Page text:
The self-taught artist started her career in a different platform: music. For years, Maria sang professionally while maintaining interest in fine art, fashion, and design. “I’ve always loved to draw and sculpt. I loved fashion and interiors too but my profession at the time was very focused. Other “arts” weren’t necessarily encouraged.” It wasn’t until she was pregnant with her first child that she began painting.

“I was truly painting in earnest,” she told me. Fourteen years later, she decided to start selling her art.

Why abstract?

“I’ve always appreciated abstract art. Even when I was in school for music, I would sneak next door to admire the fine artists’ work.” When Maria first started painting again, she started with still life drawings and then eventually evolved to an abstract artist. “I’m comfortable with the grays in life. It doesn’t have to be black or white for me.” I asked her the naive art’s question: how do you know when an abstract piece is done? She responds to me saying “You don’t, but I’m okay with that. I’m okay with something that may not be a finished thought or a finished piece.”


“I’m comfortable with the grays in life. It doesn’t have to be black or white for me.


 I love hearing what inspires artists. What artists are in your home? Do you have an favorite painter?

“I love collecting vintage unknown art (the mystery of it all again!). In my own home, I have one of my photographer friend’s work as well as many vintage pieces.” She goes on to tell me about her family and how they inspire her work, as well has two of her favorite artist: Marie Cassette and Alma Woodsy Thomas.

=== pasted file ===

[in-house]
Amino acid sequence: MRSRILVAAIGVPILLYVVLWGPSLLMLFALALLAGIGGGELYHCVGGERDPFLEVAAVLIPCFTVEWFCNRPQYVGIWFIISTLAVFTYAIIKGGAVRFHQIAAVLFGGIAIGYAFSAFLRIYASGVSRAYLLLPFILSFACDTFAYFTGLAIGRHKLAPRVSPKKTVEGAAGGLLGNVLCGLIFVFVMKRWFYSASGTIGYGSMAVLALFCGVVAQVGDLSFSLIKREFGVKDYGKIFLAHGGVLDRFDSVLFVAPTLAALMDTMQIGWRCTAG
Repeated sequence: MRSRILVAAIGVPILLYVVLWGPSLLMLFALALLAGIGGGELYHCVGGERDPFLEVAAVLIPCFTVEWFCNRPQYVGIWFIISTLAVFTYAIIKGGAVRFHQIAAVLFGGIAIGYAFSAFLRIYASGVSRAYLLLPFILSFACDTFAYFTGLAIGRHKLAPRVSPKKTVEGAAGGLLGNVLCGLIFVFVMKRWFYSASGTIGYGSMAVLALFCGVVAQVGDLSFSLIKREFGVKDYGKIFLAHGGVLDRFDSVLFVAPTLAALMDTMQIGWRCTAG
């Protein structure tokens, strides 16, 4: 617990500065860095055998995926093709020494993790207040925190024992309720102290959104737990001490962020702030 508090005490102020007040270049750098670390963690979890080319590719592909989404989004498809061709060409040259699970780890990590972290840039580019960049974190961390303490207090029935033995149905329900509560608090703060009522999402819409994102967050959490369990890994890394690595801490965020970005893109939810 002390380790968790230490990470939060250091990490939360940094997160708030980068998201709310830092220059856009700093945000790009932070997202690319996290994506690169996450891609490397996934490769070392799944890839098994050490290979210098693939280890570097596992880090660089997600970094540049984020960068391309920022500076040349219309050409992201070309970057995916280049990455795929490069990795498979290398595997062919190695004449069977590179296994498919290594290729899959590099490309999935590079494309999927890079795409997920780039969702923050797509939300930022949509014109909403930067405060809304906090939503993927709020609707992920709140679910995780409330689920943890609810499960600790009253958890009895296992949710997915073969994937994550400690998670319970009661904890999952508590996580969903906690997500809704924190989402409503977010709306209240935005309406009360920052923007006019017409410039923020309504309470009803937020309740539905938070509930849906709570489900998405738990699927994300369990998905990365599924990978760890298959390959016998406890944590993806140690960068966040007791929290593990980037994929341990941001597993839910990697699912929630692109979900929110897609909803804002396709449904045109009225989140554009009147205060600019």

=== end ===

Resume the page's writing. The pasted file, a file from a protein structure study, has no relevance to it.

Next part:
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Why “Expectant”?

The entire time I spoke to Maria, there was something so inspirational about her. This woman has been through it all… school, an international singing career, motherhood, and now artist. She tells me about some of her ups and downs and what she’s learned along the way.

“When I look back at my 24-year-old self, I would tell myself not accept fear in my life. It only serves to diminish us or make us feel less than others. Comparison and fear will take away any creative freedom you have if you let it. There’s enough room for all of us!”

She tells me a story about a rough critic she once received that lead her to paint overtop of a thought-out piece of hers. The next day, someone wanted to buy the original work that was now nonexistent. “Be care who you listen to,” she tells me.  “You have to know when to take criticism and when to know in your heart what is right for you [or your painting]…”

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Our two-hour discussion was more than just fulfilling. I left… expectant. Recently I have received some slack for a post of mine by an artist I admire. Though hurtful and discouraging, I have to remember to be expectant: to know that I’m blogging for a reason and that reason is to expand my own creative palette, as well as others’. It’s not to make money or make a career out of it, but rather to show the good in being a young 20-something and how to elevate yourself to be the best young professional/friend/chef/artist (you get the picture)  that you can be.

 

Maria’s work is currently featured in Gallery 602 in Holland, Michigan. You can also find her work online at www.MariaKamara.com or at her Etsy shoppe. Some of my favorite pieces of her’s are below: